EVERYONE has a role to play in answering Pope Francis’ call to care for the Earth, says eco-theologian Fr Sean McDonagh.
That was one of the messages he had for audiences during his recent speaking tour of Australia promoting action on the Pope’s encyclical Laudato Si’ – On Care for Our Common Home.
“This (Laudato Si’) is not for elites, this is not for the scientists – they’re important – but this is for everyone. Everyone has a role to play,” Fr McDonagh said during his visit to Brisbane in November.
He said the Pope stressed that the encyclical was meant for everyone.
And it is not just for our own sake that we take notice but also for the sake of those to come.
Fr McDonagh said the Pope made it clear caring for “our common home” was a matter of inter-generational justice – “that we have an obligation to make sure that the world we hand on to future generations is as fruitful, as fertile and as beautiful as the one we ourselves inherited”.
He said Pope Francis, on biodiversity, made a statement no other pope had made – “that other species have intrinsic meaning apart from their usefulness for us”.
“We grew up with believing that species have value because of their instrumental value for us, so he says that’s not true and he has a whole section (in Laudato Si’) – about nine paragraphs – on biodiversity, about learning about the natural world through knowing it, becoming intimate again,” Fr McDonagh said.
“So, that means, from the point of view of Catholic spirituality, do you know your trees?, do you know your grasses?, do you know your birds?, do you know your fish around here?
“In other words, are you intimate with the natural world as God presented the natural world to us?”
The Columban missionary who hails from Ireland has an idea for implementing the call of Laudato Si’.
“I’m making a suggestion that we should have a three-year synod starting in each parish, and we’ll be looking at again of re-growing this intimacy between humans and the natural world, between it’s flora and fauna all around you, so you’d be having to educate yourself by people who know something about it,” he said.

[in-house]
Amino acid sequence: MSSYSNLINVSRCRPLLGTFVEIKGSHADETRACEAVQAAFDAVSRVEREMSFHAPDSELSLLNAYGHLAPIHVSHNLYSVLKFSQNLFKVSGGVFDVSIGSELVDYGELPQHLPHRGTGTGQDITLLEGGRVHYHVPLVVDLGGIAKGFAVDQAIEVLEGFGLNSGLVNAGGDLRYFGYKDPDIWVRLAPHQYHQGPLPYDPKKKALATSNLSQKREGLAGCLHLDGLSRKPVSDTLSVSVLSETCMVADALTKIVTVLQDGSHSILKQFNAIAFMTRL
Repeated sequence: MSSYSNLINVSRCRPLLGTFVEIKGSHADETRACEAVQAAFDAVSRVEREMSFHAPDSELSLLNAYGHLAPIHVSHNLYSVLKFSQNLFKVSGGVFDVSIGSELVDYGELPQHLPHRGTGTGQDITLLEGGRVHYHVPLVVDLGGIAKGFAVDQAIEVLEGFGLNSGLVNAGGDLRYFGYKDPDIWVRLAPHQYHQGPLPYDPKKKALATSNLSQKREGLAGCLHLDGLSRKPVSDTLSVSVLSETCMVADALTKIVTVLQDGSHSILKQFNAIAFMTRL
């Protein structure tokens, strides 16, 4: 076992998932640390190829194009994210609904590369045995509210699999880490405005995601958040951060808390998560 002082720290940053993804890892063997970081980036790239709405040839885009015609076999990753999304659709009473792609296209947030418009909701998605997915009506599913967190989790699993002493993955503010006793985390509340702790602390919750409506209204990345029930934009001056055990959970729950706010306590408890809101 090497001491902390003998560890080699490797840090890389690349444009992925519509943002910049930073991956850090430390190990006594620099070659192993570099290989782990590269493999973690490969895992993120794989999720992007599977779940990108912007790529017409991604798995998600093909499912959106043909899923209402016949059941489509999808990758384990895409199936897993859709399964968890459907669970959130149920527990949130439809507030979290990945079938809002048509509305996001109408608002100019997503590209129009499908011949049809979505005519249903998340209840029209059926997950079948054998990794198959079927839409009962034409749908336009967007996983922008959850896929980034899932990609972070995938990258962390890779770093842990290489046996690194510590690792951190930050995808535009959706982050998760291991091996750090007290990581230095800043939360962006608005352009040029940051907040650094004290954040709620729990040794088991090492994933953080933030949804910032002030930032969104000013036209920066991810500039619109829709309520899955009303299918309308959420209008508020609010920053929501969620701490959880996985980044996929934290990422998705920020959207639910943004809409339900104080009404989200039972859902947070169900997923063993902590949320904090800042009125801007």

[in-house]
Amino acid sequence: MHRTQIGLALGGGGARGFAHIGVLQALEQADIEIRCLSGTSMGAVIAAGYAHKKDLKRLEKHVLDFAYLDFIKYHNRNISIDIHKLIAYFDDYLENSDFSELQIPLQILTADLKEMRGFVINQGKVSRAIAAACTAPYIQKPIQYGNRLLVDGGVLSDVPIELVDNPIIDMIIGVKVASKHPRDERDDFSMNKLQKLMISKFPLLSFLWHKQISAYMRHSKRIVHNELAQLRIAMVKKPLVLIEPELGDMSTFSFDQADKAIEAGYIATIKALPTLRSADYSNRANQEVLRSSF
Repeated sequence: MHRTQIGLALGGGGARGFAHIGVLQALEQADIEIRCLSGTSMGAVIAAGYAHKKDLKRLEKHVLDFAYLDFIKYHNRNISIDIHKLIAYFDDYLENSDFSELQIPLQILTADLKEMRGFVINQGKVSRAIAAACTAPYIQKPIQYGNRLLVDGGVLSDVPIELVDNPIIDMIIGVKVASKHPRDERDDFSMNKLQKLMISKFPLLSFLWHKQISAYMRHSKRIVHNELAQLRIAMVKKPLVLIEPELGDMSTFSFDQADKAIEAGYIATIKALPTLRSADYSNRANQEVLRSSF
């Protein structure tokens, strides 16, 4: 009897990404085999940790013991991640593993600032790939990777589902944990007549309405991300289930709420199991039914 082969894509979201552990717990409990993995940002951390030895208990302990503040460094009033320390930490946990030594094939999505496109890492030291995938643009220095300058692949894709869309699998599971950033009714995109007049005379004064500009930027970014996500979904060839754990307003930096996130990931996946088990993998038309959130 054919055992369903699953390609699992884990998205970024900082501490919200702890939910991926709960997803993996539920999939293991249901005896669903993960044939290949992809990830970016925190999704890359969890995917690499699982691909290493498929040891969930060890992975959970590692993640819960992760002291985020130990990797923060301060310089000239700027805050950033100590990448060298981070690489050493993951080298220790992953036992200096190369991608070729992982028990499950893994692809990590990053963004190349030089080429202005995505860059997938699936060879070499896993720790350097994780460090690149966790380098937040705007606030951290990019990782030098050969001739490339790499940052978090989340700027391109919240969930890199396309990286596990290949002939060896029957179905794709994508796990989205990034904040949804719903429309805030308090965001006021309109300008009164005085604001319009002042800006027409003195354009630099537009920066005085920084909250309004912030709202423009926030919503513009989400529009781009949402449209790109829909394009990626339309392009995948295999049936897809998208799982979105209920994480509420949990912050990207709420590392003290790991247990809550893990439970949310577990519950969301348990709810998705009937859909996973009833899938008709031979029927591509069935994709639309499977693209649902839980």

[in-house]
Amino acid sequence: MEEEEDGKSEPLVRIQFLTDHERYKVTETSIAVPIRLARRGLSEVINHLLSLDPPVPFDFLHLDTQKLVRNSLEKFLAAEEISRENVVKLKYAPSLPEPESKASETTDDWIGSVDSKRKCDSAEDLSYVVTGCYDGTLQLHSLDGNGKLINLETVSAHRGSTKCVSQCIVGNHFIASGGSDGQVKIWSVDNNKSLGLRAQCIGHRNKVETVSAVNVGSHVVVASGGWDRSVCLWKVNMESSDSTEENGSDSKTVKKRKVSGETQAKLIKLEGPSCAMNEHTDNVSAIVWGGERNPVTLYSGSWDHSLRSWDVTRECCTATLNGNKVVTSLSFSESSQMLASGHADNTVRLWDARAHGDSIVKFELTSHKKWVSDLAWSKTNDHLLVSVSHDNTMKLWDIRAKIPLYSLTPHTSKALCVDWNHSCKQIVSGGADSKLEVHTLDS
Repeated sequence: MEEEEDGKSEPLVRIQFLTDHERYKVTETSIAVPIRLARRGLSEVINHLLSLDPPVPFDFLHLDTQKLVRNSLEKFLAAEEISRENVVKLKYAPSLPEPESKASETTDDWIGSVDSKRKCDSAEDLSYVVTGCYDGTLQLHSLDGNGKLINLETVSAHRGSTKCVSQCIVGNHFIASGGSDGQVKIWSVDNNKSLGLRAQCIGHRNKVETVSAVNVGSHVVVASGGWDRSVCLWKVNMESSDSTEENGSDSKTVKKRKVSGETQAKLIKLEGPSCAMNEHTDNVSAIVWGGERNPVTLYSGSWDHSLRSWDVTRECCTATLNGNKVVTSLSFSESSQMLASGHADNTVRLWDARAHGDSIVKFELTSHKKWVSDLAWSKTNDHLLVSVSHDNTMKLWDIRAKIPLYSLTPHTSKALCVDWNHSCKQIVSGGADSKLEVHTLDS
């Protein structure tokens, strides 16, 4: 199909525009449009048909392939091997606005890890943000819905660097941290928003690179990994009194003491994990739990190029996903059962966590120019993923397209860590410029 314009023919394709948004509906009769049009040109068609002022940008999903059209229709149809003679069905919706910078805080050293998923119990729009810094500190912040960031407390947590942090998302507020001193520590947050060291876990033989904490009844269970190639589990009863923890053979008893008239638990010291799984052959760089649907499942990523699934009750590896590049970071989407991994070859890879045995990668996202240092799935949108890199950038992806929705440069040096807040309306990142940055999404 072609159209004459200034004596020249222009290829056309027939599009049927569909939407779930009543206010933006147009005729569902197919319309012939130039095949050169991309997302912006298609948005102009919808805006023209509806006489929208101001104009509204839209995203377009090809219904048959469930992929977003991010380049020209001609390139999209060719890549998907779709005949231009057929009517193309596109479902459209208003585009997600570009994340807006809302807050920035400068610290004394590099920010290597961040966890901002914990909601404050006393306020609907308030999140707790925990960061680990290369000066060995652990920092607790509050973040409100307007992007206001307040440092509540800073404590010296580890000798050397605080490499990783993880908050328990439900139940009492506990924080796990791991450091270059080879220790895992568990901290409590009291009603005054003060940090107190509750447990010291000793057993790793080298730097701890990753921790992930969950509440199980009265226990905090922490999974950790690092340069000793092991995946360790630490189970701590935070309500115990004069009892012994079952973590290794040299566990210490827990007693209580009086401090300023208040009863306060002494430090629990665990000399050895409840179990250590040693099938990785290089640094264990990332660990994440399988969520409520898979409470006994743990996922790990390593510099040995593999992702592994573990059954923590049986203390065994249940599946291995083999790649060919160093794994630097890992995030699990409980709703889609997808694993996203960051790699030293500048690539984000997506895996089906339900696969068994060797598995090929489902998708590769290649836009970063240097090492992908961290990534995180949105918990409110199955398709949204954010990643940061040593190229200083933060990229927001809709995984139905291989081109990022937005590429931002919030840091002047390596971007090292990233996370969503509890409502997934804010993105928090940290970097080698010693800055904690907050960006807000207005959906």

Fr McDonagh said the community would be hearing from experts who “know the birdlife, they know the trees around here, they know your soils, they know what grows”.
“Then you’d begin to look at the ecological issues,” he said. “The three-year synod would start in the parishes – parish and dioceses first, because it’s local. All environments are local.
“You would have two goals – to re-establish an intimacy with the natural world but then you have to deal with some of the issues that are creating problems with Creation.
“One of them is climate change, and the projections are pretty poor.
“We have serious business to do to cut down our fossil fuel emissions, so your parish would begin to discuss how do we do that here.
“You’d be asked also then to look at biodiversity. How are we promoting it, or are we not? Are we creating a monoculture?
“You’d be asked to look at the use of water. Are we careful about water, or do we think that water is there anyway – we don’t take any great respect for it?
“We’d be asked to look at the oceans. We’re living on the edge of the largest ocean in the world; there’s five trillion pieces of plastic in it.
“We’d be asked to look at are we rubbish-making creatures? How do we deal with rubbish? How do we minimise rubbish?
“How do we make sure that we’re not being handed rubbish when we go to shops?
“Then you’d also be dealing with developing new prayers – that’s what (the Pope) does at the end of (Laudato Si’) – new rituals, because you’re sharing not just with humans but with all creation.
“So in that first year, you’d have the intimacy, the moral issue, the spiritual issue, and the issue of dealing with these concrete problems like climate change.
“You would repeat the thing on the national level in the second year, … so you’d be looking at other aspects of how the environment is here in Australia.”
The synod would continue for a third year, at the international level.
“One thing I must say is, if you people are going to get involved, do something – get involved with an organisation that is actually beginning to change,” Fr McDonagh said.
“And even if you don’t achieve very much, you’re in the right direction and you can actually begin to achieve more if you put more energy into it.
“But just don’t spend the time always thinking, ‘Oh, gee, we’ve had a couple of nice thoughts now about this’.
“Praxis – both theory and action – are very important.”